July 26, 2022 | Erin Bluvas, email@example.com
Daniela Caruso’s path to becoming a speech-language pathologist began at her part-time job during college. She was working as a teacher at the Gymboree Play and Music Gym when a parent complimented her one-on-one connections with children and suggested a career in the field.
“Unlike most of my classmates who had a personal experience with speech therapy or had a close family member who had attended speech therapy or knew a speech therapist, I started on a very different road,” Caruso says. “I began college studying business law, but after this suggestion, I investigated the career and immediately fell in love with the profession. I made the switch and never looked back.”
Mexico-born and -raised, Caruso was studying at New Mexico State University when she had this epiphany. She completed a bachelor’s of education in communication disorders (minor in Spanish) followed by a graduate certificate of special education in autism before turning her focus to master’s degree programs. The Department of Communication Sciences and Disorders’ (COMD) Master of Science in Speech-Language Pathology – Distance Education program enabled Caruso to earn her graduate degree while gaining experience as a speech-language pathologist assistant.
In parallel, Caruso amassed clinical experience through rotations in private practice, rehabilitation, hospital and elementary school settings. She also conducted research, leading a project (Effects of a Rhythmic vs Non-rhythmic Approach to Memory Retention) for which she and her team won first place in their cohort.
“I have learned to love both pediatrics and geriatrics, for very different reasons,” Caruso says. “I love the habilitation aspect of pediatrics, and the excitement from parents and children when that communication bridge is reached. From my time working with the geriatric population, I found that I love working with dysphagia and having the ability to help a patient get back to eating their favorite meals.”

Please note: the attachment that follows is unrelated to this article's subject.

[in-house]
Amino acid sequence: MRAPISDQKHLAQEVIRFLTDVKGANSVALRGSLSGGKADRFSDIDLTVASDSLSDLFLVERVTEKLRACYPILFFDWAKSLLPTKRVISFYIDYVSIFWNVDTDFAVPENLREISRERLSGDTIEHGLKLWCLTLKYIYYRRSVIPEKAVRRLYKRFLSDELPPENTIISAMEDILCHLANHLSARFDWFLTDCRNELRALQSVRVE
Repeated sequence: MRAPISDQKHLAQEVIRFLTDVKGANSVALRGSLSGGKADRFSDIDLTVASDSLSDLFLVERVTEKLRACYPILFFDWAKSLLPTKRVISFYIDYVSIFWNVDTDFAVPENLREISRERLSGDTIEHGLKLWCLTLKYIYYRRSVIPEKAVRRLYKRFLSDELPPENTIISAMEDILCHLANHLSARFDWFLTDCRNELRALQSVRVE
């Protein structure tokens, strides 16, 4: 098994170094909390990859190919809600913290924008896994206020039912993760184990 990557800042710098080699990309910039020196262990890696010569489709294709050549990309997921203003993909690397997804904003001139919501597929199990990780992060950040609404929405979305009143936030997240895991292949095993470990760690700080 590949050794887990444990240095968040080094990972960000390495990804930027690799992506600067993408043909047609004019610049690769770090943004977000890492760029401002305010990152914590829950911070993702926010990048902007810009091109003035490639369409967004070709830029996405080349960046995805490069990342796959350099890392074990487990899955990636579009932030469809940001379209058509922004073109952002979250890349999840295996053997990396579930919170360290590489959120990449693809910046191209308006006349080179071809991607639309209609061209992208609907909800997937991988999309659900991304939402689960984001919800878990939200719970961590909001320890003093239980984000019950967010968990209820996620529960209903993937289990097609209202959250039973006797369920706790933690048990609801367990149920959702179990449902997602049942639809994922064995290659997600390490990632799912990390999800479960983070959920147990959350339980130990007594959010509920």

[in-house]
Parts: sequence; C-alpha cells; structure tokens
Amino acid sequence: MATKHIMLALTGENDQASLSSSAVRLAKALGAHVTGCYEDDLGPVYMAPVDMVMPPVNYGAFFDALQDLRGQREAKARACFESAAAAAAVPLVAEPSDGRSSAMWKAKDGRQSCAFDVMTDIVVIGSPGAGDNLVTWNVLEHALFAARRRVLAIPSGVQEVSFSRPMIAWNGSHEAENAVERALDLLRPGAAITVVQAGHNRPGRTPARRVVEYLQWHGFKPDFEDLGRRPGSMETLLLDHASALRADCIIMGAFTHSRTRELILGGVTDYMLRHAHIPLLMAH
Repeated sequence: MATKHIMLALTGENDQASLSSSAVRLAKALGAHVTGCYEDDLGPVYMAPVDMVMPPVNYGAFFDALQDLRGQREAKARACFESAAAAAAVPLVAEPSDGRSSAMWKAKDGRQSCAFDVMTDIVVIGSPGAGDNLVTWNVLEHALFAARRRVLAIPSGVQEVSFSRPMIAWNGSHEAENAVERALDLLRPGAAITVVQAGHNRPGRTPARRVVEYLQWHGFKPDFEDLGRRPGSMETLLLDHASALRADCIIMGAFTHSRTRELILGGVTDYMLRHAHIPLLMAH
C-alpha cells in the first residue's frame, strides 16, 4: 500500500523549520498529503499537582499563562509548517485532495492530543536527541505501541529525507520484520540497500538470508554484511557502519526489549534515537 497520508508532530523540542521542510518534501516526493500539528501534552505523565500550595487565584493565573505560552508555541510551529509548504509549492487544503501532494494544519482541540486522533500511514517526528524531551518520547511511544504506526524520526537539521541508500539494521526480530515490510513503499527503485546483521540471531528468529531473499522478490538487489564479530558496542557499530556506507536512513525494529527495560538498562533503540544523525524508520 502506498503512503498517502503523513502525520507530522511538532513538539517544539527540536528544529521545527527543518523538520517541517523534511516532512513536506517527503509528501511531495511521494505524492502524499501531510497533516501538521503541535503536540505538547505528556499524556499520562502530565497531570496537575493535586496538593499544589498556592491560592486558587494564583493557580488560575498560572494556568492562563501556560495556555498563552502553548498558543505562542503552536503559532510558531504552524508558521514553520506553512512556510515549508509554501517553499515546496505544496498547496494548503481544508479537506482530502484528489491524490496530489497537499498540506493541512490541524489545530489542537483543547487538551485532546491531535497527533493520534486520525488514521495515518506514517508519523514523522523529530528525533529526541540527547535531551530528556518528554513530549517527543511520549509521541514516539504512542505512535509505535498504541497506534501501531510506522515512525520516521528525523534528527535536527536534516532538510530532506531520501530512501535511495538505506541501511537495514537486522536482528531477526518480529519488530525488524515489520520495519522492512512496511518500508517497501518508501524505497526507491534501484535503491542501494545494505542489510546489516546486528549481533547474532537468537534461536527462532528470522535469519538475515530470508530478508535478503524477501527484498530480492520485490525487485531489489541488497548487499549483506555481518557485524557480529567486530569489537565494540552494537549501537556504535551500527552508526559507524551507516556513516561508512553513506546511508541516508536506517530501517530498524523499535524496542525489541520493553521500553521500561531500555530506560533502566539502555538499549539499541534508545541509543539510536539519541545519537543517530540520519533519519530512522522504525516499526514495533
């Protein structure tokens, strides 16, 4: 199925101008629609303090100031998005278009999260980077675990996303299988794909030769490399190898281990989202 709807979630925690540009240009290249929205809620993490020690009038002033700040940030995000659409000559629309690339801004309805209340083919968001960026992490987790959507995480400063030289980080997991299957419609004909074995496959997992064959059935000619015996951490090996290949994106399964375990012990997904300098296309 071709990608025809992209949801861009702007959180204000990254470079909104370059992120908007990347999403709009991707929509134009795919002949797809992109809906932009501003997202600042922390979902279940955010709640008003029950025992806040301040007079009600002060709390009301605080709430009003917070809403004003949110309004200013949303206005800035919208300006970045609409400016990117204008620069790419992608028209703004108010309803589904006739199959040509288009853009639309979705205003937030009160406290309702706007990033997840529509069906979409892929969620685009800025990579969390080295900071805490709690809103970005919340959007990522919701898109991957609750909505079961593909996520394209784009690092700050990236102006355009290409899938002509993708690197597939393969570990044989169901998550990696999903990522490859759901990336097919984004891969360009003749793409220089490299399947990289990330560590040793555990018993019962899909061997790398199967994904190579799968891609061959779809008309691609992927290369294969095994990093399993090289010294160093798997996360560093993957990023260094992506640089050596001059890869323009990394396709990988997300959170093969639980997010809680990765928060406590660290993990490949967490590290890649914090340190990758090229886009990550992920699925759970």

Inside and outside of the program, Caruso has found mentors in the field. In addition to some current speech-language pathologists who have offered inspiration, Caruso has looked to COMD clinical assistant professor and graduate director Beth Barnes and other faculty members for guidance. After graduating in August and completing her clinical fellowship, Caruso hopes to take a path less traveled.
“I would love to continue to work with both pediatric and geriatric populations so I do not lose my knowledge, training and skillsets,” she says. “I also hope to be able to teach either as a clinical instructor or professor at a university. It would be amazing to share my passion for the profession with others.”
Regardless of where she lands, there’s one habit she plans to carry forward. As a student of a department that values preparing not just clinicians but clinical scientists, Caruso intends to remain informed of evidence-based practices. She has already begun looking at research articles on a weekly basis to ensure her treatment is aligned with the most recent scientific research. Membership in the El Paso Speech and Hearing Association has also kept Caruso up-to-date and exposed her to new areas of interest.
“It has been an honor to aid others and also be an advocate for the speech-language pathology community,” Caruso says. “It has not been an easy journey but with the love and support of my husband, my family, my pups and my cohort – who I now consider to be some of my best friends – I was able to finish. Although it is a tough career to pursue it is extremely rewarding as well, and I am proud to say that I love what I do and feel incredibly excited to become a licensed speech-language pathologist.”